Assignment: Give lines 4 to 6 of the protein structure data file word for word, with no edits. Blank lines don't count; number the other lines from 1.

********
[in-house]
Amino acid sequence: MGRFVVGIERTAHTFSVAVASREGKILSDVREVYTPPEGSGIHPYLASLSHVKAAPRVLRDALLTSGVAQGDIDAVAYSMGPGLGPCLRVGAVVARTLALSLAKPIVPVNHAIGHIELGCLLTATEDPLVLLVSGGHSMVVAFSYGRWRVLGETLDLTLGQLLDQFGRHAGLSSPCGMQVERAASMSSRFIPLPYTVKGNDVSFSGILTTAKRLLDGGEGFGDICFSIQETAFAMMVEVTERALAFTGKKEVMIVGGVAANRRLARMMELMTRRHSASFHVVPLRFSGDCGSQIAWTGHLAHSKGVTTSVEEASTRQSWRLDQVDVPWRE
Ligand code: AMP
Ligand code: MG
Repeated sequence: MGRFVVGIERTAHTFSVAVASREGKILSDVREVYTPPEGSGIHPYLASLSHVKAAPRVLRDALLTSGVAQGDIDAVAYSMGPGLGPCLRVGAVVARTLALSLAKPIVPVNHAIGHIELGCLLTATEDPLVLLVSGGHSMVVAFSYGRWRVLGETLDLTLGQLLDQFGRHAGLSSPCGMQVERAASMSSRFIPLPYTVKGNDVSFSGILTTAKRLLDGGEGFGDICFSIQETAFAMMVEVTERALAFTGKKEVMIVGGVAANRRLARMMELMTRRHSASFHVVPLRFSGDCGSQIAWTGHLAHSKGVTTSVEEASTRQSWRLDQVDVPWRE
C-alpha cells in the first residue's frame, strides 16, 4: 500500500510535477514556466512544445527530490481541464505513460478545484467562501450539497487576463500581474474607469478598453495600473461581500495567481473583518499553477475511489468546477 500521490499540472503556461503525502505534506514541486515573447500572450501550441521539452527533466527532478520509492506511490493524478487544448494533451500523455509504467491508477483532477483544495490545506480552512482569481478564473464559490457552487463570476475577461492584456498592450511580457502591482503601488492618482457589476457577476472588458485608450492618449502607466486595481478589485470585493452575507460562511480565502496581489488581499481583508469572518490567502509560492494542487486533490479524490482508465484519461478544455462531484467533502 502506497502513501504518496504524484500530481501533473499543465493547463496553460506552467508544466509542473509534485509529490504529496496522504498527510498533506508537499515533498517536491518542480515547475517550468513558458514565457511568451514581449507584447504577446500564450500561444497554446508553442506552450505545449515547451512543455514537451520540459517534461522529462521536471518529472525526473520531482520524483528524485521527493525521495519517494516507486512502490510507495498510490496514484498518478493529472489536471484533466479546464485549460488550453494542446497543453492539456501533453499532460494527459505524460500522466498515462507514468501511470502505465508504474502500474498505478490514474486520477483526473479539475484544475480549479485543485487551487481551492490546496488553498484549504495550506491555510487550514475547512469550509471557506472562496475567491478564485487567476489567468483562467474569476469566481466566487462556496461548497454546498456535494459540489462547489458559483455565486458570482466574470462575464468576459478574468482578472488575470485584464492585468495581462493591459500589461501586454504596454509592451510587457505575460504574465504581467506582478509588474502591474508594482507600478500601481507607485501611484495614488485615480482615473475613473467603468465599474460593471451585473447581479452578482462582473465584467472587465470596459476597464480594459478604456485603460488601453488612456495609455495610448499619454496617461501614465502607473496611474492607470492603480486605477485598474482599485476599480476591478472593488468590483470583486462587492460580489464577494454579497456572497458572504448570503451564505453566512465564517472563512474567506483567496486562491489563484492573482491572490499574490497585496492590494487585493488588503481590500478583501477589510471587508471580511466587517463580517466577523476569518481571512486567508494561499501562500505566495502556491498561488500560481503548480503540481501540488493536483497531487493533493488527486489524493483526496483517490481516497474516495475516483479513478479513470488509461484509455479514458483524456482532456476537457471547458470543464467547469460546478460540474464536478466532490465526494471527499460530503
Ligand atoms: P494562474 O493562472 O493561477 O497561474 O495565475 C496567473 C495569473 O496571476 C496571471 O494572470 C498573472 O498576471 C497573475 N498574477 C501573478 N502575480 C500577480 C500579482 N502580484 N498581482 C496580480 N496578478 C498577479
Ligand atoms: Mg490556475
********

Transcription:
Ligand code: MG
Repeated sequence: MGRFVVGIERTAHTFSVAVASREGKILSDVREVYTPPEGSGIHPYLASLSHVKAAPRVLRDALLTSGVAQGDIDAVAYSMGPGLGPCLRVGAVVARTLALSLAKPIVPVNHAIGHIELGCLLTATEDPLVLLVSGGHSMVVAFSYGRWRVLGETLDLTLGQLLDQFGRHAGLSSPCGMQVERAASMSSRFIPLPYTVKGNDVSFSGILTTAKRLLDGGEGFGDICFSIQETAFAMMVEVTERALAFTGKKEVMIVGGVAANRRLARMMELMTRRHSASFHVVPLRFSGDCGSQIAWTGHLAHSKGVTTSVEEASTRQSWRLDQVDVPWRE
C-alpha cells in the first residue's frame, strides 16, 4: 500500500510535477514556466512544445527530490481541464505513460478545484467562501450539497487576463500581474474607469478598453495600473461581500495567481473583518499553477475511489468546477 500521490499540472503556461503525502505534506514541486515573447500572450501550441521539452527533466527532478520509492506511490493524478487544448494533451500523455509504467491508477483532477483544495490545506480552512482569481478564473464559490457552487463570476475577461492584456498592450511580457502591482503601488492618482457589476457577476472588458485608450492618449502607466486595481478589485470585493452575507460562511480565502496581489488581499481583508469572518490567502509560492494542487486533490479524490482508465484519461478544455462531484467533502 502506497502513501504518496504524484500530481501533473499543465493547463496553460506552467508544466509542473509534485509529490504529496496522504498527510498533506508537499515533498517536491518542480515547475517550468513558458514565457511568451514581449507584447504577446500564450500561444497554446508553442506552450505545449515547451512543455514537451520540459517534461522529462521536471518529472525526473520531482520524483528524485521527493525521495519517494516507486512502490510507495498510490496514484498518478493529472489536471484533466479546464485549460488550453494542446497543453492539456501533453499532460494527459505524460500522466498515462507514468501511470502505465508504474502500474498505478490514474486520477483526473479539475484544475480549479485543485487551487481551492490546496488553498484549504495550506491555510487550514475547512469550509471557506472562496475567491478564485487567476489567468483562467474569476469566481466566487462556496461548497454546498456535494459540489462547489458559483455565486458570482466574470462575464468576459478574468482578472488575470485584464492585468495581462493591459500589461501586454504596454509592451510587457505575460504574465504581467506582478509588474502591474508594482507600478500601481507607485501611484495614488485615480482615473475613473467603468465599474460593471451585473447581479452578482462582473465584467472587465470596459476597464480594459478604456485603460488601453488612456495609455495610448499619454496617461501614465502607473496611474492607470492603480486605477485598474482599485476599480476591478472593488468590483470583486462587492460580489464577494454579497456572497458572504448570503451564505453566512465564517472563512474567506483567496486562491489563484492573482491572490499574490497585496492590494487585493488588503481590500478583501477589510471587508471580511466587517463580517466577523476569518481571512486567508494561499501562500505566495502556491498561488500560481503548480503540481501540488493536483497531487493533493488527486489524493483526496483517490481516497474516495475516483479513478479513470488509461484509455479514458483524456482532456476537457471547458470543464467547469460546478460540474464536478466532490465526494471527499460530503